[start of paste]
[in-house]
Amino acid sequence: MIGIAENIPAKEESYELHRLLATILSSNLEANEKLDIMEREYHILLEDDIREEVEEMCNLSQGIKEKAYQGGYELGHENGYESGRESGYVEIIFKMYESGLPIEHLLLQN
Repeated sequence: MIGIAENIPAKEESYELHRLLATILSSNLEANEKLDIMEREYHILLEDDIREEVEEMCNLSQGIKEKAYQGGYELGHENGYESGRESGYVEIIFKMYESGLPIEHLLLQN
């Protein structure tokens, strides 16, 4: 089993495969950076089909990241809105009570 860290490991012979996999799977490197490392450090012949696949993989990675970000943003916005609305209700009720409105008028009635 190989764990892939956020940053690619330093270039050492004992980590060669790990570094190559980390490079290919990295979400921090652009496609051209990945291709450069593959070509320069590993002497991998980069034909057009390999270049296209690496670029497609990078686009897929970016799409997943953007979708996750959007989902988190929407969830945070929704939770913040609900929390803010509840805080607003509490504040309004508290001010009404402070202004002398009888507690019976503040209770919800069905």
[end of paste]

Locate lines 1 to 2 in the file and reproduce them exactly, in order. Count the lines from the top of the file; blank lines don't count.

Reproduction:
[in-house]
Amino acid sequence: MIGIAENIPAKEESYELHRLLATILSSNLEANEKLDIMEREYHILLEDDIREEVEEMCNLSQGIKEKAYQGGYELGHENGYESGRESGYVEIIFKMYESGLPIEHLLLQN